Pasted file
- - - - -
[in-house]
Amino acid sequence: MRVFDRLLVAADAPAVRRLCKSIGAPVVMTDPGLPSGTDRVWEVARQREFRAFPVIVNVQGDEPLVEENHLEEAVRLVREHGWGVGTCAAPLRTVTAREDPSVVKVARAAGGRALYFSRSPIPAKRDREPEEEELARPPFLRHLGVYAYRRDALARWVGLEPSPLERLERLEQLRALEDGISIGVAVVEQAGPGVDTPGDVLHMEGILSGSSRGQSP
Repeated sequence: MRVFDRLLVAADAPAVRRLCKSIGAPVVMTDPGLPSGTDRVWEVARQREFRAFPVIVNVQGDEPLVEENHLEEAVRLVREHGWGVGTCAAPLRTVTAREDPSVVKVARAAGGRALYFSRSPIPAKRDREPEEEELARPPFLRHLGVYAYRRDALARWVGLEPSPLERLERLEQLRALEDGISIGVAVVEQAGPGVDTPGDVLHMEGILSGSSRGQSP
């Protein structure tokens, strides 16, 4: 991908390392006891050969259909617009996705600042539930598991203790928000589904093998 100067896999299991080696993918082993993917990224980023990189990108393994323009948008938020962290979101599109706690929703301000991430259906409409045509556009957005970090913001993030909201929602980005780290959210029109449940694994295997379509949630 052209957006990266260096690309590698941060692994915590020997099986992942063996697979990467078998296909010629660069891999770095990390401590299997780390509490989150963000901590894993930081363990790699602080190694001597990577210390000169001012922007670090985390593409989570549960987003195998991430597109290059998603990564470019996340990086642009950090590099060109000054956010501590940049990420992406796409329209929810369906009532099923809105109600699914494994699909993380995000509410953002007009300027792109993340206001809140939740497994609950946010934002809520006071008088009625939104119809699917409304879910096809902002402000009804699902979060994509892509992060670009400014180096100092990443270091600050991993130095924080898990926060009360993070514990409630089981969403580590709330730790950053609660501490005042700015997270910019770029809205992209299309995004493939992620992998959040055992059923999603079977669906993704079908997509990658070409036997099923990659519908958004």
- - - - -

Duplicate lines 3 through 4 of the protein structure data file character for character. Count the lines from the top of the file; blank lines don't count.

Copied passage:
Repeated sequence: MRVFDRLLVAADAPAVRRLCKSIGAPVVMTDPGLPSGTDRVWEVARQREFRAFPVIVNVQGDEPLVEENHLEEAVRLVREHGWGVGTCAAPLRTVTAREDPSVVKVARAAGGRALYFSRSPIPAKRDREPEEEELARPPFLRHLGVYAYRRDALARWVGLEPSPLERLERLEQLRALEDGISIGVAVVEQAGPGVDTPGDVLHMEGILSGSSRGQSP
């Protein structure tokens, strides 16, 4: 991908390392006891050969259909617009996705600042539930598991203790928000589904093998 100067896999299991080696993918082993993917990224980023990189990108393994323009948008938020962290979101599109706690929703301000991430259906409409045509556009957005970090913001993030909201929602980005780290959210029109449940694994295997379509949630 052209957006990266260096690309590698941060692994915590020997099986992942063996697979990467078998296909010629660069891999770095990390401590299997780390509490989150963000901590894993930081363990790699602080190694001597990577210390000169001012922007670090985390593409989570549960987003195998991430597109290059998603990564470019996340990086642009950090590099060109000054956010501590940049990420992406796409329209929810369906009532099923809105109600699914494994699909993380995000509410953002007009300027792109993340206001809140939740497994609950946010934002809520006071008088009625939104119809699917409304879910096809902002402000009804699902979060994509892509992060670009400014180096100092990443270091600050991993130095924080898990926060009360993070514990409630089981969403580590709330730790950053609660501490005042700015997270910019770029809205992209299309995004493939992620992998959040055992059923999603079977669906993704079908997509990658070409036997099923990659519908958004």